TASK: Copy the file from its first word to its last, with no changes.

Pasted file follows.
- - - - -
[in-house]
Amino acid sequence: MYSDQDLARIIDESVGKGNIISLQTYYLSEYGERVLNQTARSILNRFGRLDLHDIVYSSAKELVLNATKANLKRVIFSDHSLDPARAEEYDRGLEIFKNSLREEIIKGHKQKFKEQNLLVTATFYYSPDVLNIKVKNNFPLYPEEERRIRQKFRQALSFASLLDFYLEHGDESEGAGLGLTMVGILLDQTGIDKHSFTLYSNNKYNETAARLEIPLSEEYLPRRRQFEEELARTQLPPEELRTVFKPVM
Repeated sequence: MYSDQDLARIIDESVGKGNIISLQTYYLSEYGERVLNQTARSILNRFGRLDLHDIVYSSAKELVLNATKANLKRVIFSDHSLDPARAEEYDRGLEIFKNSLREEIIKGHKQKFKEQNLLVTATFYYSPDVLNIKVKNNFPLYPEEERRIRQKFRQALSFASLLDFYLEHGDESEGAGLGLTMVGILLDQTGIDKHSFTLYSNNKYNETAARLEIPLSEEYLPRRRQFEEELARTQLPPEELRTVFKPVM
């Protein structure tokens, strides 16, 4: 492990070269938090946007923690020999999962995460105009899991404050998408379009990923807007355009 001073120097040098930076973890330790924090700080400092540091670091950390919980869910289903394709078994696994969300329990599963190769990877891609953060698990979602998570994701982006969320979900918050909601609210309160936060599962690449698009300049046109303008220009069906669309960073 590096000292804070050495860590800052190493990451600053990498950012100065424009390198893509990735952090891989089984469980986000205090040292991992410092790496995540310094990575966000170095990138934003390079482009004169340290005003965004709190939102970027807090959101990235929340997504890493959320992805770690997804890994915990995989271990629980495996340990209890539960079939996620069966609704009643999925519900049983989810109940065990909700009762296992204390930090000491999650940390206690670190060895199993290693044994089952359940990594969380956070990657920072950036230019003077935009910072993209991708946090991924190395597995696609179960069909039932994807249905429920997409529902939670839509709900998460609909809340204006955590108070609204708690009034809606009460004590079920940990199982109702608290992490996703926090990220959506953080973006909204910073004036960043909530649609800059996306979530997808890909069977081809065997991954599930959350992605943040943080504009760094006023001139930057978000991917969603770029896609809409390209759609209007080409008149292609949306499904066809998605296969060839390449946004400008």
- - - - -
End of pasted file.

[in-house]
Amino acid sequence: MYSDQDLARIIDESVGKGNIISLQTYYLSEYGERVLNQTARSILNRFGRLDLHDIVYSSAKELVLNATKANLKRVIFSDHSLDPARAEEYDRGLEIFKNSLREEIIKGHKQKFKEQNLLVTATFYYSPDVLNIKVKNNFPLYPEEERRIRQKFRQALSFASLLDFYLEHGDESEGAGLGLTMVGILLDQTGIDKHSFTLYSNNKYNETAARLEIPLSEEYLPRRRQFEEELARTQLPPEELRTVFKPVM
Repeated sequence: MYSDQDLARIIDESVGKGNIISLQTYYLSEYGERVLNQTARSILNRFGRLDLHDIVYSSAKELVLNATKANLKRVIFSDHSLDPARAEEYDRGLEIFKNSLREEIIKGHKQKFKEQNLLVTATFYYSPDVLNIKVKNNFPLYPEEERRIRQKFRQALSFASLLDFYLEHGDESEGAGLGLTMVGILLDQTGIDKHSFTLYSNNKYNETAARLEIPLSEEYLPRRRQFEEELARTQLPPEELRTVFKPVM
């Protein structure tokens, strides 16, 4: 492990070269938090946007923690020999999962995460105009899991404050998408379009990923807007355009 001073120097040098930076973890330790924090700080400092540091670091950390919980869910289903394709078994696994969300329990599963190769990877891609953060698990979602998570994701982006969320979900918050909601609210309160936060599962690449698009300049046109303008220009069906669309960073 590096000292804070050495860590800052190493990451600053990498950012100065424009390198893509990735952090891989089984469980986000205090040292991992410092790496995540310094990575966000170095990138934003390079482009004169340290005003965004709190939102970027807090959101990235929340997504890493959320992805770690997804890994915990995989271990629980495996340990209890539960079939996620069966609704009643999925519900049983989810109940065990909700009762296992204390930090000491999650940390206690670190060895199993290693044994089952359940990594969380956070990657920072950036230019003077935009910072993209991708946090991924190395597995696609179960069909039932994807249905429920997409529902939670839509709900998460609909809340204006955590108070609204708690009034809606009460004590079920940990199982109702608290992490996703926090990220959506953080973006909204910073004036960043909530649609800059996306979530997808890909069977081809065997991954599930959350992605943040943080504009760094006023001139930057978000991917969603770029896609809409390209759609209007080409008149292609949306499904066809998605296969060839390449946004400008």